the history of Wieringen

the middle ages

1. (West-)Friesland

<-- the Low Countries in the Carolingian era (800 AD)

At the end of the 8th century most of Europe was united in the Frankish / Carolingian empire of Charlemagne. In these days the whole coastal area between Zwin (near Sluis in Zeeuws-Vlaanderen) and Weser (Bremen) was known as Frisia or Friesland. It was no well-governed kingdom, more a region where the inhabitants shared a common culture and language. Frisia was at its peak in the 7th and 8th century. The Francian-Merovingian empire defeats the legendary Frisian king Redbad (Radboud) for the first time in 689. Redbad keeps resisting until his death in 719, but the real power is by then in Francian hands. In 734, after Charles Martel finally defeated the Frisians, Frisia became a part of the Francian empire. The Franks partitioned the area into 3 parts: Eastern Friesland between the rivers Lauwers and Weser, Middle Friesland between Vlie and Lauwers and West-Friesland - everything west of the Vlie (the sea arm that was of essential importance for important trading places like Dorestad)
Around 850 most of West-Friesland (present-day Noord-Holland) was moorland. The coastal line was completely different from the one we have now, as can be seen at the map. Wieringen was of major strategic importance, because it was one of only a few firm and higher places on the route to Dorestad.

So Noord-Holland was a part of Frisia, the land of the Frisians. Wieringen was almost in the middle of Frisia. Because of the soggy grounds only a few people lived in Noord-Holland. The only settlements were in the coastal area behind the dunes (Egmond and surroundings), at Medemblik, the oldest city in the area and on Texel and Wieringen. In total no more than 3000 people of whom 25% lived in the region Wieringen. Both Texel and Wieringen were much bigger than nowadays and contained large areas of lower lands that have become part of the Waddenzee later. It must have been possible to walk from Texel to Wieringen in those days. Medemblik on the other hand was virtually unreachable over land from Wieringen.

From this viewpoint it's not hard to imagine that Vikings who wanted to start a colony in Frisia chose to make Wieringen their bridgehead. More about this on a separate page.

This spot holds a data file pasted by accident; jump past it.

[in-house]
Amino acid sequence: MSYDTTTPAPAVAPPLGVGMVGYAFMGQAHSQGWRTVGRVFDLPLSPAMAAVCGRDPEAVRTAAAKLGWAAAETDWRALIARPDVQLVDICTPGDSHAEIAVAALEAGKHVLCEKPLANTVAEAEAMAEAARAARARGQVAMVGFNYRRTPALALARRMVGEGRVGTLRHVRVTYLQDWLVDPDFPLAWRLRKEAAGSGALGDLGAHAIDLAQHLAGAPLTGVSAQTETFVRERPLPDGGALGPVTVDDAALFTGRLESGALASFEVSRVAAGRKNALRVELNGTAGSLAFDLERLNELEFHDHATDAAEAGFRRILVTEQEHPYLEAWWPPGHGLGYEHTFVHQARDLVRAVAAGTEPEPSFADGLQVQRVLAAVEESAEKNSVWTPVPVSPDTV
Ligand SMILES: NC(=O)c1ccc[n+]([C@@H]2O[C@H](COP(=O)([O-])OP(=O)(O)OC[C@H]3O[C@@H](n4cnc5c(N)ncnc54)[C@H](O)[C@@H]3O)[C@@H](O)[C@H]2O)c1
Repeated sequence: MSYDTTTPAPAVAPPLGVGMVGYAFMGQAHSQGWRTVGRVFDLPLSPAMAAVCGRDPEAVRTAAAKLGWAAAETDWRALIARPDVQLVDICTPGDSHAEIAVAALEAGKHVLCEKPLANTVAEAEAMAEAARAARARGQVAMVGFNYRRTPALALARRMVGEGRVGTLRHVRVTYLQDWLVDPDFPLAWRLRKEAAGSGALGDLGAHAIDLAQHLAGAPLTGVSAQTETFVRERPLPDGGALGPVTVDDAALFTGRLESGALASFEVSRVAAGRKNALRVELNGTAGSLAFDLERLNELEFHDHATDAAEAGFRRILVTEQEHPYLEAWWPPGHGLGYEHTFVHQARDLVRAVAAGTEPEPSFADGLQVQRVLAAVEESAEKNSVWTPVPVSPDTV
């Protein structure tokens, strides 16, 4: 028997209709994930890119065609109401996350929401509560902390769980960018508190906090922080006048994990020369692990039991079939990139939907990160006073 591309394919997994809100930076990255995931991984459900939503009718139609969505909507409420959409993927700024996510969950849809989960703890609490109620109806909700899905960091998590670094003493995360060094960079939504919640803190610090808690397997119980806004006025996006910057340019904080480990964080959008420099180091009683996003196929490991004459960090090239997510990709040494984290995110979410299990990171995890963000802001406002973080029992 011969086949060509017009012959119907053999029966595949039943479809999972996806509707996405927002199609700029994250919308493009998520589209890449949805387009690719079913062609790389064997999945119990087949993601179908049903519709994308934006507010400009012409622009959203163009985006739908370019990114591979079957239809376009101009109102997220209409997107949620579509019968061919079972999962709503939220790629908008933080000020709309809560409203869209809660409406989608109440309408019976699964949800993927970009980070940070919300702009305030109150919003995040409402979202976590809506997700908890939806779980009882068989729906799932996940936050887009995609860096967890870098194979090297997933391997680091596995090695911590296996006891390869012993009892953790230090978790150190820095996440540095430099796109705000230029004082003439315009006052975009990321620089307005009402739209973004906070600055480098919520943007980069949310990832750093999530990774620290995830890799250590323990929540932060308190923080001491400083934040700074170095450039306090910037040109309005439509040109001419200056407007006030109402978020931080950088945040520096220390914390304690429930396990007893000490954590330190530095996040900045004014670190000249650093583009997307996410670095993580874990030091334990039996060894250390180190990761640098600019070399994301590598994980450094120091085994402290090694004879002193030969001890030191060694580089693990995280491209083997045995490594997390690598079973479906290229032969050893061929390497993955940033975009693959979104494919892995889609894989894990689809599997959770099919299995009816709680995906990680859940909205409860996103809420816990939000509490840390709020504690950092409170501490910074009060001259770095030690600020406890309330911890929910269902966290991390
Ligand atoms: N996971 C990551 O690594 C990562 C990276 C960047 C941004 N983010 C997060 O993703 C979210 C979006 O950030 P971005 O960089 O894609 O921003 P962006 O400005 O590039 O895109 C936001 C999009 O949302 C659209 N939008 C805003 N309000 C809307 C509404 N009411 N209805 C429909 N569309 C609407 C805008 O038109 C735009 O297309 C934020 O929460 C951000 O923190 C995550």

Starting in the early 10th century the population of Noord-Holland increases. Large areas of moorland are drained and settlements emerge in formerly inhabitable land. However, the drainage causes the soil to set. During the later Middle Ages most of northern Noord-Holland disappears under water. Where we have the IJsselmeer today, first a small lake emerges, the lake Flevo or Almere, which later grows to become a inland sea, the Zuiderzee.
Wieringen, the old hill in the moorlands, loses much of its territory to the water and changes into an island. This changing geography also changes the strategic importance of Wieringen. For many centuries Wieringen will be an insignificant remote corner and after some time there is not much left to remind of its earlier grandeur.

From Friesland to Holland

As mentioned above West Friesland used to comprise the entire coastal area from Noord-Holland to Zeeland. In the course of centuries the counts of Holland took more and more of this teritory and in the twelfth century West-Friesland is stripped to the 3 remaining independent "gouwen" (something like counties or provinces) Westflinge, Texla and Wiron, all bordering the Vlie. Westflinge is the area between Medemblik, Enkhuizen and Hoorn, present day West-Friesland in other words.
All 12th and 13th century the counts of Holland try desperately to add West-Friesland to Holland. Only when they are weakened by the floods that ravage West-Friesland in the 1280s count Floris V manages to subdue the West-Frisians, and Wieringen.

The count of Holland grands cityrights to Wieringen in 1432. Wieringen was no city in the strict sense of the word, but it meant that fairs etc. could be organised. The famous wooden board that hangs in the Hippolytuschurch, claiming the church was built by count Dirk the 1st of Holland in 866, desecrated by the heathen Norsemen, reinstalled in 986 by Dirk the 2nd (N.B. he was Dirk the 1st his son!) is without any doubt an invention, made to give more creedence to the Dutch claims on Wieringen..

14th century seal of Wieringen

    Wieringen as a part of the Francian empire

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